• However, as in all serological tests the discriminatory ability of some ELISAs may be less than optimal, eg if two related microbes share common antigenic epitopes, infection with one may lead to generation of antibody that cross-reacts with both organisms and may give a false-positive result in the ELISA. 
  • Seropositivity indicates exposure a particular antigen but does not confirm disease; results must always be interpreted in relation to the clinical presentation and other diagnostic tests.

Predictive value

  • This will be calculated for each individual assay.

Result Data

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Further Reading


Refereed papers

  • Recent references from PubMed and VetMedResource.
  • Knowles E J, Mair T S, Butcher N, Waller A S & Wood J L (2010)Use of a novel serological test for exposure to Streptococcus equi subspecies equi in hospitalised horses. Vet Rec 166 (10), 294-297 PubMed.  
  • Medina-Torres C E, Weese J S & Staempfli H R (2010) Validation of a commercial enzyme immunoassay for detection of Clostridium difficile toxins in feces of horses with acute diarrhoea.  J Vet Intern Med 24 (3), 628-632 PubMed.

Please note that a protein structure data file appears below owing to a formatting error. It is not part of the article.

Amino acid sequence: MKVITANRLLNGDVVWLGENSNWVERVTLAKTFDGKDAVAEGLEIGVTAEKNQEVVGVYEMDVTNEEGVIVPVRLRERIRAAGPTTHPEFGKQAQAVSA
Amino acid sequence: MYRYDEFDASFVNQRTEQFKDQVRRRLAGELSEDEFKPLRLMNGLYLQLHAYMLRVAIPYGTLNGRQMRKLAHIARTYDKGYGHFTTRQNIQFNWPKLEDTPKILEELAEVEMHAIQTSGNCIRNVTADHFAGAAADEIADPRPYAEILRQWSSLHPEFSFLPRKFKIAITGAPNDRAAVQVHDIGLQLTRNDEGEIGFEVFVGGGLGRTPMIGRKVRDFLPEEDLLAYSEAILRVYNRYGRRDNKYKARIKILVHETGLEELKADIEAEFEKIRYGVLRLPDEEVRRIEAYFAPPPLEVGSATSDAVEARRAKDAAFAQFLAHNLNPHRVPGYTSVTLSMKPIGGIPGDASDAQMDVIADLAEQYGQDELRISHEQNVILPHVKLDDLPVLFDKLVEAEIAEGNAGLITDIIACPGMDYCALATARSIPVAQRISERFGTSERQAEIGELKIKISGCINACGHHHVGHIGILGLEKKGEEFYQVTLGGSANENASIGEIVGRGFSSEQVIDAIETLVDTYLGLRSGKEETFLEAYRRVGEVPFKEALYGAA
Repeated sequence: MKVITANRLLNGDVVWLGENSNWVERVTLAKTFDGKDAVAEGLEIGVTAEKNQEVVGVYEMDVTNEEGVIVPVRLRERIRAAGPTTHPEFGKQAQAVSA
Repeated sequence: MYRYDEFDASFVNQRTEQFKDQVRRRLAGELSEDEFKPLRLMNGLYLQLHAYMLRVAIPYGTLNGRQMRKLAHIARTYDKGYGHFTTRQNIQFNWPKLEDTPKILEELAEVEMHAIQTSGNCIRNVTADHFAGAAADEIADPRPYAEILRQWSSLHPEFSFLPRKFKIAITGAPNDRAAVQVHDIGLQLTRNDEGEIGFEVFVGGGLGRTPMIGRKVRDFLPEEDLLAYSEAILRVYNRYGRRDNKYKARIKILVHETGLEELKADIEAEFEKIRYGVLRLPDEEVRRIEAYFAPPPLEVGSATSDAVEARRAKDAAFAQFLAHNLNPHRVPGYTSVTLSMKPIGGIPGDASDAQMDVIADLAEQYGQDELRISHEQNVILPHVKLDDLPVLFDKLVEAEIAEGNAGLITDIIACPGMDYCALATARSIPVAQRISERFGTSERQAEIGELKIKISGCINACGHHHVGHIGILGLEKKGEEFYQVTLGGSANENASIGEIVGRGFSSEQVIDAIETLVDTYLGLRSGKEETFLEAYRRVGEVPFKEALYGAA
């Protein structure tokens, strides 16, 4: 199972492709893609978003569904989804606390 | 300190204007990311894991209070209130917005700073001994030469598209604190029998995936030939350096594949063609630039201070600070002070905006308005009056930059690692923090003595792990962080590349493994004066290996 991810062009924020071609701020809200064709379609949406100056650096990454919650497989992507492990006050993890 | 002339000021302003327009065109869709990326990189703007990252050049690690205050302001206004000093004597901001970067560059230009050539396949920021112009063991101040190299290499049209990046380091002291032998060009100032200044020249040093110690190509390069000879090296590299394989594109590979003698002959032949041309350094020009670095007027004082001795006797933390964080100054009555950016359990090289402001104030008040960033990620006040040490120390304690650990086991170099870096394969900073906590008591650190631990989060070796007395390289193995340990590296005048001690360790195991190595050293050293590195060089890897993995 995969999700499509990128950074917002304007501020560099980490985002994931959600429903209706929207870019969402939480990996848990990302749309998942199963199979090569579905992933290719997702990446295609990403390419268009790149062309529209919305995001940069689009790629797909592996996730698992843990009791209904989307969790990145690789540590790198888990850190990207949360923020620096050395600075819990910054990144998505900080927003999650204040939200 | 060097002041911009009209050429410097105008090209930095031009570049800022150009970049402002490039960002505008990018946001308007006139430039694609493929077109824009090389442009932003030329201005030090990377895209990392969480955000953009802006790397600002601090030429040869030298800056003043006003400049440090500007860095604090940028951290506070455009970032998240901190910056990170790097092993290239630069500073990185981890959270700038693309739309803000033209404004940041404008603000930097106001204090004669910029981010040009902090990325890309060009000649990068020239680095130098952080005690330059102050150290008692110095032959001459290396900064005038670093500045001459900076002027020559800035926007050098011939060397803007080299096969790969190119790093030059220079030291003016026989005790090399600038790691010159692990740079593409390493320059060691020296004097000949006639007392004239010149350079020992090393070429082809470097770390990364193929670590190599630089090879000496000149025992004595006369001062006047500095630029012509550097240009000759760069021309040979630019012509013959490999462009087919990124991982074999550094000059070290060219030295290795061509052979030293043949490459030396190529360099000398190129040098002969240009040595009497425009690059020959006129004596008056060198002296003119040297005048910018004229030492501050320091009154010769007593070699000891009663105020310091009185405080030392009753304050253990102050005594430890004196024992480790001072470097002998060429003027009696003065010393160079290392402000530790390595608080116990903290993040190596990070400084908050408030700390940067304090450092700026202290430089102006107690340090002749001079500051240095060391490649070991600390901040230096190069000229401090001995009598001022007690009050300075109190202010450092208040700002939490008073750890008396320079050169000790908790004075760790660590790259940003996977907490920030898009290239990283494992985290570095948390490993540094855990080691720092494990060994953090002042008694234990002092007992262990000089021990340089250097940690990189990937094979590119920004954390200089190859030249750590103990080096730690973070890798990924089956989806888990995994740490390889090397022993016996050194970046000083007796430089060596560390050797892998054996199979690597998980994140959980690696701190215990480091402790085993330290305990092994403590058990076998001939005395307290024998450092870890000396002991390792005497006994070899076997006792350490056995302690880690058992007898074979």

• Waggett B E, McGorum B C, Wernery U, Shaw D J & Pirie R S (2010) Prevalence of Clostridium perfringens in faeces and ileal contents from grass sickness affected horses: comparisons with 3 control populations.  Equine Vet J 42 (6), 494-499 PubMed.  
  • Duthie S, Mills H & Burr P (2008) The efficacy of a commercial ELISA as an alternative to virus neutralisation test for the detection of antibodies to EAV. Equine Vet J 40 (2), 182-183 PubMed.    
  • Cullinane A, Quinlivan M, Nelly M, Patterson H, Kenna R, Garvey M, Gildea S, Lyons P, Flynn M, Galvin P, Neylon M & Jankowska K (2007) Diagnosis of equine infectious anaemia during the 2006 outbreak in Ireland. Vet Rec 161 (19), 647-652 PubMed.  
  • Thomas G W, Bell S C & Carter S D (2005)Immunoglobulin and peripheral B-lymphocyte concentrations in Fell pony foal syndrome.  Equine Vet J 37 (1), 48-52 PubMed.  
  • Matthews J B, Hodgkinson J E, Dowdall S M & Proudman C J (2004) Recent developments in research into the Cyathostominae and Anoplocephala perfoliata. Vet Res 35 (4), 371-381 PubMed
  • Watson E D, Heald M, Leask R, Groome N P & Riley S C (2002) Detection of high circulating concentrations of inhibin pro- and -alphaC immunoreactivity in mares with granulosa-theca cell tumours.  Equine Vet J 34 (2), 203-206 PubMed.  
  • Sheoran A S, Timoney J F, Holmes M A, Karzenski S S & Crisman M V (2000) Immunoglobulin isotypes in sera and nasal mucosal secretions and their neonatal transfer and distribution in horses. Am J Vet Res 61 (9), 1099-1105 PubMed.